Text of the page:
Now that's what prep basketball is all about.
In a game that just screamed "community," the Statesboro Blue Devils took on the Portal Panthers Tuesday night in Georgia Southern's Hanner Fieldhouse.
The cool Friday nights of the football season may have passed us by, but that doesn't mean that Bulloch County can't rally around its local prep sports scene. With more storylines than a presidential election, the game had a little something for everybody.
Sometimes, when folks from Bulloch County come together, there are more important things than the final score. Sometimes, a game can be a backdrop for something much bigger.
The athletes in Tuesday night’s game certainly gave Bulloch County plenty to talk about.
Take Cassandra McBride, a guard who played her first three years of prep hoops at Statesboro, but transferred to Portal after moving up the road with her family to play out her senior year as a Panther.
McBride had the opportunity to go head-to-head against her friends and former teammates. What better stage than on the hardwood at Hanner in front of both communities?
Then there's the Buchannons. David and Kendra moved to Portal recently, and both have had an immediate impact on Portal basketball. While they have not experienced the Statesboro/Portal, rivalry before Tuesday's double-header, they got a pretty big taste of what the community is all about.
Welcome to Bulloch County, Buchannon family.
As if it weren't already enough of a family affair, Portal coach Jeff Brannen's daughter happens to be playing in her first year as a Lady Panther.
Let's not forget about Statesboro's Monet Bennett, who as a senior gets one more chance to show Bulloch County what she can do before she heads up to Atlanta to represent her community as a Georgia Tech Yellow Jacket. Playing in Hanner was just a taste of what's to come for her.
Eric Ferguson (Statesboro) and Mario Farris (Portal), both seniors, have been wowing Bulloch County with their physical, athletic post play, aggressive styles and acrobatic dunks for a while. Being able to do it in front of the whole community in Hanner was just the icing on the cake.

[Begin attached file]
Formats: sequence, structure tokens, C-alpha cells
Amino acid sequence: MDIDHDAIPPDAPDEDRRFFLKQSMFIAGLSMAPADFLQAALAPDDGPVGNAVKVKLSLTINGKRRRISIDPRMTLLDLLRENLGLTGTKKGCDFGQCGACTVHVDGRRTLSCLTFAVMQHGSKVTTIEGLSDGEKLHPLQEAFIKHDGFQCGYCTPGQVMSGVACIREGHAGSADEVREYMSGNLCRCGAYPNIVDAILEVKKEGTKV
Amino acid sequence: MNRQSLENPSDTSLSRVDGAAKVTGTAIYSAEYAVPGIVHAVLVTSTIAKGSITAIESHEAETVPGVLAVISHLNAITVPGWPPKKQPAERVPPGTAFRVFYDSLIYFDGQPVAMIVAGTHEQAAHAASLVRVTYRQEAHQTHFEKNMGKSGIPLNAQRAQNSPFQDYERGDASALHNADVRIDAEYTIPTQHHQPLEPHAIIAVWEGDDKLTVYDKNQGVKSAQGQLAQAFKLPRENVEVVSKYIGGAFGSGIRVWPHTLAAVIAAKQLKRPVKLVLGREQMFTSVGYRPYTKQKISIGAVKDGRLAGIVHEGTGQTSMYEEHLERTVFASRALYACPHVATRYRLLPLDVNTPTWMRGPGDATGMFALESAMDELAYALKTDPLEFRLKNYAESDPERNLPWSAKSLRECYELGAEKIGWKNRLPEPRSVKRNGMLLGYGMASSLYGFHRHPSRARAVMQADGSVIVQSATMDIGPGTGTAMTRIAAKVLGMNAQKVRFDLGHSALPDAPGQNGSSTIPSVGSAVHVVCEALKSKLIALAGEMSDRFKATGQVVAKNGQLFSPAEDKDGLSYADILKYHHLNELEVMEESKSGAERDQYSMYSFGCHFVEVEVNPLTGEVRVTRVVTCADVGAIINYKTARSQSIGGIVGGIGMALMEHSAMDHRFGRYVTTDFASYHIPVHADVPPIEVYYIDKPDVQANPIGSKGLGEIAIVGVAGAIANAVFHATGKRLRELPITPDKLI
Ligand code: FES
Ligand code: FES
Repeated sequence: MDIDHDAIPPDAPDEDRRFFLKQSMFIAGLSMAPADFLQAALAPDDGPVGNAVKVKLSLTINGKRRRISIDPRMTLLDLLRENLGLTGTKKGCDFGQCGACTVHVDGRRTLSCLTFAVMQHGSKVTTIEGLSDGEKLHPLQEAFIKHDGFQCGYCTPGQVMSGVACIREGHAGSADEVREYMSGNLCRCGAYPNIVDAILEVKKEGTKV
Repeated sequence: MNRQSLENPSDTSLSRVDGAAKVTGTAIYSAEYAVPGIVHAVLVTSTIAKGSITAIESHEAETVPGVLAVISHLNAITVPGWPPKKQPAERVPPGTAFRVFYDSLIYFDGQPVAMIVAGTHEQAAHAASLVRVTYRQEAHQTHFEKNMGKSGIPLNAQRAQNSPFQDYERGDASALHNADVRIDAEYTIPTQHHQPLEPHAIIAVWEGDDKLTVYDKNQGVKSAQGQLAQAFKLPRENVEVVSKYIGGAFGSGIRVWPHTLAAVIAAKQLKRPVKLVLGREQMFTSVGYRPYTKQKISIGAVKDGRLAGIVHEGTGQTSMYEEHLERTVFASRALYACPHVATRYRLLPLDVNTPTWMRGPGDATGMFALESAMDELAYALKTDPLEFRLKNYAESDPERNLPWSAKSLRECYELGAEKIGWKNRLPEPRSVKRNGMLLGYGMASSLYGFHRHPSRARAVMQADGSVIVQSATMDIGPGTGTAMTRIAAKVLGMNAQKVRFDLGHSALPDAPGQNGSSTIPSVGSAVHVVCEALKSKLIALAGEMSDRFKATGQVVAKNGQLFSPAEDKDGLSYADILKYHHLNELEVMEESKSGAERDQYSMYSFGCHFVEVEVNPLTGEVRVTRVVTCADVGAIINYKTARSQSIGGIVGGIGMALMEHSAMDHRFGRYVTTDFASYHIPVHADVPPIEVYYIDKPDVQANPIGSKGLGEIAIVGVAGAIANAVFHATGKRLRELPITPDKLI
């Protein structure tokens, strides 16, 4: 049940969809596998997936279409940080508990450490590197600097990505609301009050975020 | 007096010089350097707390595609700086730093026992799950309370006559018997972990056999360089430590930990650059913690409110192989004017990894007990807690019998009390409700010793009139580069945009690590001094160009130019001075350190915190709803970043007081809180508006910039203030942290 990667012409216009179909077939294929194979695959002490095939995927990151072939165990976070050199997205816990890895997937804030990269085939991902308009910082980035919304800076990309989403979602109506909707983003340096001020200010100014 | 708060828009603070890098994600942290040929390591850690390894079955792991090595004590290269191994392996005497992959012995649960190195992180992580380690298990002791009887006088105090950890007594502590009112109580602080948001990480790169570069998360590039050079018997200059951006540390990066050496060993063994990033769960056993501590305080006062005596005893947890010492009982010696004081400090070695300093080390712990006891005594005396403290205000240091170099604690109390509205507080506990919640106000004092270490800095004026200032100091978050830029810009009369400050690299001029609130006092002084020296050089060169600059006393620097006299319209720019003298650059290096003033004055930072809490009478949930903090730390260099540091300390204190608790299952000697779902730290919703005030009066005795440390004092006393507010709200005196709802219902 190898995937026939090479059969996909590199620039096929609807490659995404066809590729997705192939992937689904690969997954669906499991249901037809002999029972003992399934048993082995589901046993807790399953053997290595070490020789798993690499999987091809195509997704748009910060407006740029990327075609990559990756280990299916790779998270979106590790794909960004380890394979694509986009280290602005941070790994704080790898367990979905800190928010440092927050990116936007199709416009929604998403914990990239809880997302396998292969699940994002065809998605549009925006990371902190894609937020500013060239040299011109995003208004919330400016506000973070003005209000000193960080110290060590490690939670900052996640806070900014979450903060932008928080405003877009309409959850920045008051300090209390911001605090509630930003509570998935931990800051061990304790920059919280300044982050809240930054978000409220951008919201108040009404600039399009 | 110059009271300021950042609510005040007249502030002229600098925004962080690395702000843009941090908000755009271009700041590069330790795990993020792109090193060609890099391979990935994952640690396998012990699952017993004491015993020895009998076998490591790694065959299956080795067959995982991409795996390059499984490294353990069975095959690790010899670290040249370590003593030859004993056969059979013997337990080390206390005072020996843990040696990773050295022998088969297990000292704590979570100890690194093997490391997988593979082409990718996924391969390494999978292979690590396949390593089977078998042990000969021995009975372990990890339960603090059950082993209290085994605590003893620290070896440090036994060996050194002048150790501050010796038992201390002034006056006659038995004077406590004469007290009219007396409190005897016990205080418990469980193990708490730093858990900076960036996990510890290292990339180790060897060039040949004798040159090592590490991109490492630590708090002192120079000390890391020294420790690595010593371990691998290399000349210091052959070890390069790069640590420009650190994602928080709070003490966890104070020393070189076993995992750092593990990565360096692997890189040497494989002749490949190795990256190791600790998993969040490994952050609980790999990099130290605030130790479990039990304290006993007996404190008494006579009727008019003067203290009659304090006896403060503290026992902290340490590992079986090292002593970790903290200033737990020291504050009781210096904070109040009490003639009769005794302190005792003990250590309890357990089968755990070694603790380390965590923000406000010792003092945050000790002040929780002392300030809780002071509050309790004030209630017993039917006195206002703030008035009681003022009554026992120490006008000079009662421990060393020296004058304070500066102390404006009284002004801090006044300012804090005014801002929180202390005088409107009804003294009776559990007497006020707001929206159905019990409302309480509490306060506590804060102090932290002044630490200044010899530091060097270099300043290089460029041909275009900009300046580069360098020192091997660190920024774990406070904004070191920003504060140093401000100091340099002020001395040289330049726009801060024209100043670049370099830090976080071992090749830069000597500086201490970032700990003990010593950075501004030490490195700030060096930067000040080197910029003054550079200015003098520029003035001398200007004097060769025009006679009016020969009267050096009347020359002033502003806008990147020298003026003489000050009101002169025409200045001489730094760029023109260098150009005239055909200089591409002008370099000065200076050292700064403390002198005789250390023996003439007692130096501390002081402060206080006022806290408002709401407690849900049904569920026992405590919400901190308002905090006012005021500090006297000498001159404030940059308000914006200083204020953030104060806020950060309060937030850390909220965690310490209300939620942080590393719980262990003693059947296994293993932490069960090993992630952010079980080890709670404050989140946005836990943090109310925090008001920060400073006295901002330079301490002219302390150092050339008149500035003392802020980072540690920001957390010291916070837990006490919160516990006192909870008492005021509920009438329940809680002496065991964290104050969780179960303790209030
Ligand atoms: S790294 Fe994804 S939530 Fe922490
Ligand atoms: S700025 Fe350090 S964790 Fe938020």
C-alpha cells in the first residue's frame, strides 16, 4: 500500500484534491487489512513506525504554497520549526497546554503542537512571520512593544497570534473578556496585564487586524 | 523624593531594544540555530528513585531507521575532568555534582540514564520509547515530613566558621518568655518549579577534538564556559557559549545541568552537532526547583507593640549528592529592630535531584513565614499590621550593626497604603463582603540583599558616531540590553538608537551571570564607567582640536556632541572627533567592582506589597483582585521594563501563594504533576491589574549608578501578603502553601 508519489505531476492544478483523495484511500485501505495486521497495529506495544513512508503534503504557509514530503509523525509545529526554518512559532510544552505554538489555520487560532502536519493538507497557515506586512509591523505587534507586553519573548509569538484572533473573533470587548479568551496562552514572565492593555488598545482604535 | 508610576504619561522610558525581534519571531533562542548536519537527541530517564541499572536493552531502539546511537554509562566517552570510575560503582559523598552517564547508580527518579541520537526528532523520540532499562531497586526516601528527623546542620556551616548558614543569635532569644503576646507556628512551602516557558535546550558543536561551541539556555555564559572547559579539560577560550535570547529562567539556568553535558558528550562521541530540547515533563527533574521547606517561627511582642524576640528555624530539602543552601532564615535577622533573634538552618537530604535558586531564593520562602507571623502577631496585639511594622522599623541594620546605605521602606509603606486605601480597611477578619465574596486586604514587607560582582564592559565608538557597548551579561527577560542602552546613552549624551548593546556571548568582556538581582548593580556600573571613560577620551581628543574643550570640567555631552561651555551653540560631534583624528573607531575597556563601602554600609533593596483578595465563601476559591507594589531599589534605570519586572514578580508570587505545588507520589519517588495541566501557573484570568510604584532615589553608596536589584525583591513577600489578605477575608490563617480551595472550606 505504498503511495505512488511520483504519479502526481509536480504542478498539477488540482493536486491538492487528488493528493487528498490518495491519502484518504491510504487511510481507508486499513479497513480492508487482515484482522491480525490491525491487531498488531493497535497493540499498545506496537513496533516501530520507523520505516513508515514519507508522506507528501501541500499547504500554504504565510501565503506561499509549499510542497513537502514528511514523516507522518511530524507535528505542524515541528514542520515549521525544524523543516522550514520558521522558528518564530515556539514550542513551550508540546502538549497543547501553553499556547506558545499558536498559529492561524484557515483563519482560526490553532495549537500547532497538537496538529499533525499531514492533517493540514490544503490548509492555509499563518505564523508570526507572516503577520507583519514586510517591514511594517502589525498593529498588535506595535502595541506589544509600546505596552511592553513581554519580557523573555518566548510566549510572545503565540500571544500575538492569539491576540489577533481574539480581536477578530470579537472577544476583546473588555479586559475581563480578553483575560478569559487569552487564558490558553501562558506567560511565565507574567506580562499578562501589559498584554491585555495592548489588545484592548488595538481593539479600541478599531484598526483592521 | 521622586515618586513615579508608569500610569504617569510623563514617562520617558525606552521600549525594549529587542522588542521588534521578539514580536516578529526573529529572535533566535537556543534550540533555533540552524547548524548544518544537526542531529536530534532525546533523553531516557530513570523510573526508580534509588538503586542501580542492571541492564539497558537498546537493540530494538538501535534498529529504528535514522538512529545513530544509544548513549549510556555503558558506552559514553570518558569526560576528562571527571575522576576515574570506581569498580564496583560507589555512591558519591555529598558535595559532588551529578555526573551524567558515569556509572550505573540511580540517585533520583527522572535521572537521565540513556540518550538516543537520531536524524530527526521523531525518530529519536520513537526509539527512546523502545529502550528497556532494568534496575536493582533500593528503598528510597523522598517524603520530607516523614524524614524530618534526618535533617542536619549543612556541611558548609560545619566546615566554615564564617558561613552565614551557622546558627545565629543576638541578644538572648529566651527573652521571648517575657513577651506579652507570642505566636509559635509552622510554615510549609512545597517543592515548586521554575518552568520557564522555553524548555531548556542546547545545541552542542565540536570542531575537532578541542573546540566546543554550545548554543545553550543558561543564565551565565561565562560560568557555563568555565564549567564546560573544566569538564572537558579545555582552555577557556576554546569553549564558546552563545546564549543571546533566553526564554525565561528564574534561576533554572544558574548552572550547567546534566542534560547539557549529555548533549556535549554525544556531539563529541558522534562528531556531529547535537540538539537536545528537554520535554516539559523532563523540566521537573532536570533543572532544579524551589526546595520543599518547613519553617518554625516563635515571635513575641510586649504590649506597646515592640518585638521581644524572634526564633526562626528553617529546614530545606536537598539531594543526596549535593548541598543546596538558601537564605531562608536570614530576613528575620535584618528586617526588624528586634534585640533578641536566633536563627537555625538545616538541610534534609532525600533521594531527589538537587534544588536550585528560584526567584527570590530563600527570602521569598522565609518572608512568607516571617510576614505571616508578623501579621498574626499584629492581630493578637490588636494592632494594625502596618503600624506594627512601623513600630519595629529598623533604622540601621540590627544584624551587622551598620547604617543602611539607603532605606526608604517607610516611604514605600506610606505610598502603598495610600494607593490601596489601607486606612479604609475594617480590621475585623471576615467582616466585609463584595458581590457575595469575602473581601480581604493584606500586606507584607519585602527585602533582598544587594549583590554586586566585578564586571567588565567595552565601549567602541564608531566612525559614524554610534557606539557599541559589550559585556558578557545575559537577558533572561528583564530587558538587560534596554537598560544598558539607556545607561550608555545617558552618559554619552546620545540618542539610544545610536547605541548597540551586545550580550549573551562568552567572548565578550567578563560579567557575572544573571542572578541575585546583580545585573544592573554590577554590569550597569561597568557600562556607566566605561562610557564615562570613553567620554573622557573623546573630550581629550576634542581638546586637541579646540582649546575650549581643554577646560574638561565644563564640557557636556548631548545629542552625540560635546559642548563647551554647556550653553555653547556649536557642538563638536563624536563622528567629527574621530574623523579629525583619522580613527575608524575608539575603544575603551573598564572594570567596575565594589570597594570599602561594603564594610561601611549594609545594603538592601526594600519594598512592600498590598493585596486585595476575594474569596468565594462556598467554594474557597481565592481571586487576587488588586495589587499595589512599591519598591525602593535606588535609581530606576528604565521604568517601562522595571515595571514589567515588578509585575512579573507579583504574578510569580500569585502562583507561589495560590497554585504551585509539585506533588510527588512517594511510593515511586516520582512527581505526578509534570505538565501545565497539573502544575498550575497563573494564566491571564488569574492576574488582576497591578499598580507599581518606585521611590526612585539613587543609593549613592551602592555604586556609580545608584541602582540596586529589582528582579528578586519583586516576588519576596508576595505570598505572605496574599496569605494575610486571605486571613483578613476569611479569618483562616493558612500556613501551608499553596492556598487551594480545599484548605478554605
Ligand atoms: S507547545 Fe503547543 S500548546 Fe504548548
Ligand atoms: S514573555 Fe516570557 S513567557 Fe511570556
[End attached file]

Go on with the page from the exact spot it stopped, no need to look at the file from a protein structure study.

Living just a stones throw apart along HWY 80, all those kids know each other. The games were about much more than a tally in the win column or a mark in the loss column. It was part friendship, part kinship, part rivalry and, of course, the community as a whole.
Lee Hill has been coaching the Statesboro Blue Devils for over 30 years and has racked up over 600 wins on his resume. Jeff Brannen — a virtual newcomer to the coaching fraternity — reached a career milestone during the 2006-07 season when he took his Panthers to the state playoffs and notched his 200th career win against Wilcox County. Both Bulloch County coaches give their respective towns a reason to cheer, but the similarities don't stop there.
Brannen played his high school ball at SHS, and he was coached by — you guessed it — Lee Hill. The two are friends to this day, and they always have plenty of local hoops to talk about.
Brannen — with ties to both programs — feels torn between his alma mater and his Panthers, but that hasn’t stopped the friendly rivalry from being competitive. Before Tuesday’s contest, Brannen had never beaten his former mentor, coming closest in the 2006-07 season.
The rivalry will continue shortly when Statesboro travels to Portal for Part II of the of the 2008 edition between the two teams.
Perhaps the biggest motivating factor in holding the game at Hanner was the rabid fans from both teams.
In 2006, Portal’s gym was packed out for the contest, and when it was held at Statesboro High, they had to start turning folks away after the gym reached its capacity. The only Bulloch County venue that could accommodate the large and vocal crowd — Hanner.
Blue Devils fans wanted to see their team continue its dominance and fans of Portal (Class A) were rabidly anticipating a round of David vs Goliath.
A friendly rivalry it may be, that didn't stop some mid-game hijinks. Hanner was evacuated after the start of the third quarter when some pranksters decided to pull the fire alarm.
Kids will be kids.
While the game has no real impact on Region standings or playoff seedings for either team, the players, coaches and fans all knew that there was something special about this one.
Playing on the big stage brought together Bulloch County residents for a game full of intrigue, storylines and excitement and sometimes, whoever won or lost just doesn’t matter all that much.